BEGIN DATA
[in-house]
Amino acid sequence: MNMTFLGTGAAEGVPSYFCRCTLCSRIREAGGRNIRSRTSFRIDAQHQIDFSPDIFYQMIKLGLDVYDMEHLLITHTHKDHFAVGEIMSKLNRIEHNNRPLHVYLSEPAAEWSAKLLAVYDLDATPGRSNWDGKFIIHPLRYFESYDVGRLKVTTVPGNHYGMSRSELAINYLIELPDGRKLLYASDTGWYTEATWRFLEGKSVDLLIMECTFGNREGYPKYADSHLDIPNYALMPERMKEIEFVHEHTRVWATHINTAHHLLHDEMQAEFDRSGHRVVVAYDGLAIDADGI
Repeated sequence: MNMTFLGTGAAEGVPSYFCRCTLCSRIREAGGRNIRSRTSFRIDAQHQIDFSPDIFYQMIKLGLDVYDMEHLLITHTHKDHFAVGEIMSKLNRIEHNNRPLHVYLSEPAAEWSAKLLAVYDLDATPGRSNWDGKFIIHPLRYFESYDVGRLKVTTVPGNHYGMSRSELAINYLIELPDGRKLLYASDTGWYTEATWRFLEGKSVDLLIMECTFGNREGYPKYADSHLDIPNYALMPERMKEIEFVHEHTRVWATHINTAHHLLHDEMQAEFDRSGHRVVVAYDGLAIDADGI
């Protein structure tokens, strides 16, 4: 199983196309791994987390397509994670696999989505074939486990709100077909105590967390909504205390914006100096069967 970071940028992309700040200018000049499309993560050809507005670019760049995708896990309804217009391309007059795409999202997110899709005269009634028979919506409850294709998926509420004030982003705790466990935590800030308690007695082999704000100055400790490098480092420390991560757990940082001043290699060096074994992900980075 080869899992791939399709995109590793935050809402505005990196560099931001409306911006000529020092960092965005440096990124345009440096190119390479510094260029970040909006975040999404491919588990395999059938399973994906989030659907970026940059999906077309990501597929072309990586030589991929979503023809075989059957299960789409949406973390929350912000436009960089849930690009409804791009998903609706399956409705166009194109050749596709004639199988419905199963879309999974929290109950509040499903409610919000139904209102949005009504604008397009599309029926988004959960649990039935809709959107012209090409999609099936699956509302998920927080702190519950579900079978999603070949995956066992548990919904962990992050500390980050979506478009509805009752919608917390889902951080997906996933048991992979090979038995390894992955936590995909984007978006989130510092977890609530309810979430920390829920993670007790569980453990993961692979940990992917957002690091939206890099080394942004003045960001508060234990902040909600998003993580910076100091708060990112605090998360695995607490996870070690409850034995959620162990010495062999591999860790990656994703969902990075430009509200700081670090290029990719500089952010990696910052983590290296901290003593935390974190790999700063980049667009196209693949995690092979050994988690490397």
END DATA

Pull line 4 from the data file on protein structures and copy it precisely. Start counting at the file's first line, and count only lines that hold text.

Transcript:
């Protein structure tokens, strides 16, 4: 199983196309791994987390397509994670696999989505074939486990709100077909105590967390909504205390914006100096069967 970071940028992309700040200018000049499309993560050809507005670019760049995708896990309804217009391309007059795409999202997110899709005269009634028979919506409850294709998926509420004030982003705790466990935590800030308690007695082999704000100055400790490098480092420390991560757990940082001043290699060096074994992900980075 080869899992791939399709995109590793935050809402505005990196560099931001409306911006000529020092960092965005440096990124345009440096190119390479510094260029970040909006975040999404491919588990395999059938399973994906989030659907970026940059999906077309990501597929072309990586030589991929979503023809075989059957299960789409949406973390929350912000436009960089849930690009409804791009998903609706399956409705166009194109050749596709004639199988419905199963879309999974929290109950509040499903409610919000139904209102949005009504604008397009599309029926988004959960649990039935809709959107012209090409999609099936699956509302998920927080702190519950579900079978999603070949995956066992548990919904962990992050500390980050979506478009509805009752919608917390889902951080997906996933048991992979090979038995390894992955936590995909984007978006989130510092977890609530309810979430920390829920993670007790569980453990993961692979940990992917957002690091939206890099080394942004003045960001508060234990902040909600998003993580910076100091708060990112605090998360695995607490996870070690409850034995959620162990010495062999591999860790990656994703969902990075430009509200700081670090290029990719500089952010990696910052983590290296901290003593935390974190790999700063980049667009196209693949995690092979050994988690490397």